Monday, April 3, 2023

Pakistan withdraws from the Washington democracy summit out of concern for China

Wary of China, Pakistan opts out of democracy summit in Washington

 ISLAMABAD: According to the Foreign Office in this location, Pakistan, China's closest ally, has decided not to attend the Democracy Summit, which begins on Tuesday in Washington. Instead, it will instead engage with the United States bilaterally to strengthen democratic values. The virtual culmination is co-supported by the US Branch of State and USAID on the topic of "Worldwide Announcement of City chairmen for A majority rules system".

The virtual summit has not invited China or Turkiye. Since a long time ago, Pakistan's participation in the summit has been the subject of intense debate.

Islamabad decided to avoid the occasion with the goal that it doesn't possibly irritated its "all-weather conditions partner" China, authorities said.

Pakistan's Foreign Office spokesperson told the media, "The Summit process is now at an advanced stage. Therefore, Pakistan would engage bilaterally with the US and co-hosts of the Summit to promote and strengthen democratic principles and values, work towards advancing human rights, and the fight against corruption."

Nevertheless, the Foreign Office expressed gratitude to the United States for inviting Pakistan to the Second Summit for Democracy.

"Our friendship with the US is important to us. This relationship has grown significantly during the Biden administration. We stay resolved to additional cementing this relationship for harmony, soundness, and success in the locale," the Unfamiliar Office said.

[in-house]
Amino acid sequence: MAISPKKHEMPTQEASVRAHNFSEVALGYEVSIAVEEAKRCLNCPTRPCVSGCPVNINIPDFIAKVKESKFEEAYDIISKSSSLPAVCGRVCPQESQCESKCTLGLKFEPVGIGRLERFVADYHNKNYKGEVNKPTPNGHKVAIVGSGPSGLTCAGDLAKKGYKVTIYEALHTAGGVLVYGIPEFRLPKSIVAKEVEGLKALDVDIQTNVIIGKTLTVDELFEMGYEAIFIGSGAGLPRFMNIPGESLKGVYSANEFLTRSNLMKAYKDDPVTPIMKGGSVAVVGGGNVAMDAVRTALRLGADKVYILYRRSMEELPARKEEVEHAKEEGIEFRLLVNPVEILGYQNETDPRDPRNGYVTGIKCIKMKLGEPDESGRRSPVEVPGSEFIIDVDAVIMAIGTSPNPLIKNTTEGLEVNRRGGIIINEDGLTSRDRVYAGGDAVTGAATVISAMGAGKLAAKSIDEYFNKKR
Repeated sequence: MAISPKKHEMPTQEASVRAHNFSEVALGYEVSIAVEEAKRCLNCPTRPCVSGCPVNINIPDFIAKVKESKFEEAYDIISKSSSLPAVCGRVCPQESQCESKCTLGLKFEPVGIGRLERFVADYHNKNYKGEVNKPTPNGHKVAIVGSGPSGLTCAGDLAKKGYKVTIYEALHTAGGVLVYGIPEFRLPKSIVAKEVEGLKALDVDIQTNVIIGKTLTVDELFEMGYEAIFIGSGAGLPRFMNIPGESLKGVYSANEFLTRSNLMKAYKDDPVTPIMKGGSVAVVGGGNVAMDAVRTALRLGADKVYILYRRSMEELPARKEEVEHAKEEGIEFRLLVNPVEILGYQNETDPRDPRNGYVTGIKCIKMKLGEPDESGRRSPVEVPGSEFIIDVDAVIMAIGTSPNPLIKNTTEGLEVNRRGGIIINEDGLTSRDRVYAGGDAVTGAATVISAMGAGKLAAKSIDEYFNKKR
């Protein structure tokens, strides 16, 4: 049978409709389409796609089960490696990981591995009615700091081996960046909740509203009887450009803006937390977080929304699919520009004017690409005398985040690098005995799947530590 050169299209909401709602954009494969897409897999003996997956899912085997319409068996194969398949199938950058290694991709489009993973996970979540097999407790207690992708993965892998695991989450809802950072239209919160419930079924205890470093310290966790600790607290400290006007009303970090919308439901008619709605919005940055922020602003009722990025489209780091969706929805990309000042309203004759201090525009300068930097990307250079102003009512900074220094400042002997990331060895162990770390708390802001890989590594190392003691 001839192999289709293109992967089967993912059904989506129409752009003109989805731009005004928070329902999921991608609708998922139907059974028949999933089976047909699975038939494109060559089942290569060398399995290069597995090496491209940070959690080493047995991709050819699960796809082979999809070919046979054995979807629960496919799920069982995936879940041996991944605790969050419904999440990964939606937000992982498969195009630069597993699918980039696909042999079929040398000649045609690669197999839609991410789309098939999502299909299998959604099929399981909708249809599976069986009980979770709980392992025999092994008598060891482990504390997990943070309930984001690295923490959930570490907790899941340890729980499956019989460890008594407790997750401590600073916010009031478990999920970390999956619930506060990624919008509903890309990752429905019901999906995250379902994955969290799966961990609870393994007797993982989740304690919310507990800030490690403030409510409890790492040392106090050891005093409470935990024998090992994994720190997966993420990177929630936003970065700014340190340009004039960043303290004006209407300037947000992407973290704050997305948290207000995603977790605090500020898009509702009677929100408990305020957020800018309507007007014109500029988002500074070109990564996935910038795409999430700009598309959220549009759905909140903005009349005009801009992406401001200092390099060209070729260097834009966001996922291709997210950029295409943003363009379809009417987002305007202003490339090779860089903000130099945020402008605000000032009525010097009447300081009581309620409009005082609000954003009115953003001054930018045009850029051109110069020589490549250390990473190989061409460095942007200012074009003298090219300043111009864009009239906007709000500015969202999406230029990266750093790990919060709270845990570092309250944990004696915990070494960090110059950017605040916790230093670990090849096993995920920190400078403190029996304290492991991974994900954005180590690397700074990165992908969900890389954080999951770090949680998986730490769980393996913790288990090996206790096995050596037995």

The three-day event will highlight cities' and sub-national governments' contributions to the global affirmation of democratic values and rebirth of democracy.

On Tuesday, Ukraine President Volodymyr Zelenskyy and US Secretary of State Antony Blinken will moderate a panel discussion titled "A Just and Lasting Peace in Ukraine."

Pakistan, which is short on cash, is waiting for a crucial USD 1.1 billion installment from the global money lender based in Washington, which was originally scheduled to be distributed in November of last year.

The funds are a part of a 6.5 billion USD bailout package that the IMF approved in 2019. According to analysts, this package is crucial if Pakistan is to avoid defaulting on its obligations related to its external debt.

China gave Pakistan 500 million dollars earlier this month, and the country is trying desperately to increase its dwindling foreign currency reserves.

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